Facts & Folkore:
Anemones are flowering plants in the buttercup family sometimes called windflowers.
This flower's Greek name translates to 'daughter of the wind', and was described by by Roman poet Ovid as relating to the frailty of the petals that can be easily blown away by the wind.
According to one legend, the handsome youth Adonis, beloved by the goddess Aphrodite, like many young men, loved to hunt. Aphrodite warned him away from the more dangerous animals, but he ignored her advice and pursued a wild boar, which fatally wounded him with its tusks. Hearing his death groans, Aphrodite searched to find her wounded lover, bringing a silver cup of nectar but finding only drops of his blood. Soon, this transformed into tiny flower buds. Soft winds blew the tiny buds open, and at night blew them away. According to Ovid, this short- living plant reblooms each year in his memory as an everlasting symbol of her grief and love.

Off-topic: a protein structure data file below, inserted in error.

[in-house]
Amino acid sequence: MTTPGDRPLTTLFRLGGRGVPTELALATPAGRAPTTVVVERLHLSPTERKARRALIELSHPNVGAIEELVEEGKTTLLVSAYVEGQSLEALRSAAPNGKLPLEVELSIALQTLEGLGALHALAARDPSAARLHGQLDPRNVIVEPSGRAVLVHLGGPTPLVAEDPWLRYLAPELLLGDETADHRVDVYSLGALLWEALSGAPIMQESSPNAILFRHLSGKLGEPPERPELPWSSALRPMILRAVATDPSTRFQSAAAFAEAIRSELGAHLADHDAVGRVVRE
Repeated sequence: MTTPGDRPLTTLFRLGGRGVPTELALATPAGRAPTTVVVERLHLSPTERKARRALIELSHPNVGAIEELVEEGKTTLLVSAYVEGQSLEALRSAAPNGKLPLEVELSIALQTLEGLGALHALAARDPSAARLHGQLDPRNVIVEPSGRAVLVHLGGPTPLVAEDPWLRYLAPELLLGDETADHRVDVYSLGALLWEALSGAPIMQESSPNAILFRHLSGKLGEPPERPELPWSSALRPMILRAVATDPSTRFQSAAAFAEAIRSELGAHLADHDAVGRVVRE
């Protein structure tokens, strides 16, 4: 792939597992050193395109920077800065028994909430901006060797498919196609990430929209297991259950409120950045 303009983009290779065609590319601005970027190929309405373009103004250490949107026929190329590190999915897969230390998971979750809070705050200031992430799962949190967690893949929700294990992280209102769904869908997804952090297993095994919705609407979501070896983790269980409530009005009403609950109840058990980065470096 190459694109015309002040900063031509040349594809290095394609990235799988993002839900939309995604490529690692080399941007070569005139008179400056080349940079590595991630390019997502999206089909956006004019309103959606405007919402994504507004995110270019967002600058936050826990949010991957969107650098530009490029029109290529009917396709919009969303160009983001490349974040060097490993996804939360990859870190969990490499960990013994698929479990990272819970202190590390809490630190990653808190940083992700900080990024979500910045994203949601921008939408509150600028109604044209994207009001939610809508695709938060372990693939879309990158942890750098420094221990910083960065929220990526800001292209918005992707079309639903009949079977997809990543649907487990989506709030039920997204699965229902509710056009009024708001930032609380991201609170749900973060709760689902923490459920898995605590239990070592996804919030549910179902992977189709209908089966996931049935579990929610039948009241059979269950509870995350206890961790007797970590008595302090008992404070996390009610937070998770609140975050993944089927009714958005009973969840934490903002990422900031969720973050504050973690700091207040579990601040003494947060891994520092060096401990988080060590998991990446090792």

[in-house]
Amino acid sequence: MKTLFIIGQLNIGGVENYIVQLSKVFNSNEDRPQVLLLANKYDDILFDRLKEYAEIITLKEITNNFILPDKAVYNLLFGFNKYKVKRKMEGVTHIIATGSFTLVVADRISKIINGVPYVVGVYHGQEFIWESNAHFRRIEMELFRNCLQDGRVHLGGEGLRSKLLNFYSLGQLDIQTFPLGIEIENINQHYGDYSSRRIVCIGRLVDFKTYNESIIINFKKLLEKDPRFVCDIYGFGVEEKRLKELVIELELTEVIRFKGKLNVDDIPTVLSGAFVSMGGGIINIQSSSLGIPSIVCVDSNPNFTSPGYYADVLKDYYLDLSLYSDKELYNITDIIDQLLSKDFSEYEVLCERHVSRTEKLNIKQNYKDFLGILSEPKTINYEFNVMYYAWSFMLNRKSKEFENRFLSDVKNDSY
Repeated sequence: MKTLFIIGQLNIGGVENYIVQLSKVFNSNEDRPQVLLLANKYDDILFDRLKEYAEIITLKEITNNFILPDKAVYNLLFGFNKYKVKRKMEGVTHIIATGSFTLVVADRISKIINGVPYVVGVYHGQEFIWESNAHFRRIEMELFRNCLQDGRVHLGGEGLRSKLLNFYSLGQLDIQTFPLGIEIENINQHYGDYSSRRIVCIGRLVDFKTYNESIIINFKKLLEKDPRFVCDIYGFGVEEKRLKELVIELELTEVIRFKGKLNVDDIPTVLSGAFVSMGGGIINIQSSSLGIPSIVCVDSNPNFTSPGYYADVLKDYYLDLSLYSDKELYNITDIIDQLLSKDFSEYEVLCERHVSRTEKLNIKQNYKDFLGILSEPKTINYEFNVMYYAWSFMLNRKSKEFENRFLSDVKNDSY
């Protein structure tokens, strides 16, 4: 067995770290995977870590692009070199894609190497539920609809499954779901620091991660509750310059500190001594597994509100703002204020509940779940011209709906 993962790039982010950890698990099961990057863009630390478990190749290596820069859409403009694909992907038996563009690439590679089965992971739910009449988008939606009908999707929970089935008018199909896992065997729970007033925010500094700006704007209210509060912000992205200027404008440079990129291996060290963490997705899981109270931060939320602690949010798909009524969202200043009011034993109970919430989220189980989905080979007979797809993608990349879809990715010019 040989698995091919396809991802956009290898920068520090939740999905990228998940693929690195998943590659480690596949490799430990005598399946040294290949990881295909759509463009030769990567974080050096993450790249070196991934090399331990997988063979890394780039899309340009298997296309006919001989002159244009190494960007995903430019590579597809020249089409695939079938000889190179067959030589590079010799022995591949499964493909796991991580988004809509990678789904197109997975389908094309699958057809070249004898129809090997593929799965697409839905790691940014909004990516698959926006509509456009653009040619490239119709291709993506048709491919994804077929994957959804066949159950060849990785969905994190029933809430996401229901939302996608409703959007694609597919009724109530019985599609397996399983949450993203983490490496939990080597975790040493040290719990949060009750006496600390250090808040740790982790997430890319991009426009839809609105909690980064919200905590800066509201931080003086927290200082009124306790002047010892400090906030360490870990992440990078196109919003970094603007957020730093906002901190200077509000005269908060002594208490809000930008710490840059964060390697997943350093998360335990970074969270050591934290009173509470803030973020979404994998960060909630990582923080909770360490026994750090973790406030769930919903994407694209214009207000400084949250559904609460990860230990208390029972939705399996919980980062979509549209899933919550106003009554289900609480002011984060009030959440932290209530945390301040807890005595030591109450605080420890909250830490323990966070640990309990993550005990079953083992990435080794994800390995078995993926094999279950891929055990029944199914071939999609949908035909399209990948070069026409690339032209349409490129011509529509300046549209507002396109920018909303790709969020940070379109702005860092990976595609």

Thought to bring luck and protect against evil, legend has it that when the anemone closes its petals, it's a signal that rain is approaching.
In Christianity, red anemones symbolize the blood that Christ shed on the crucifixion.
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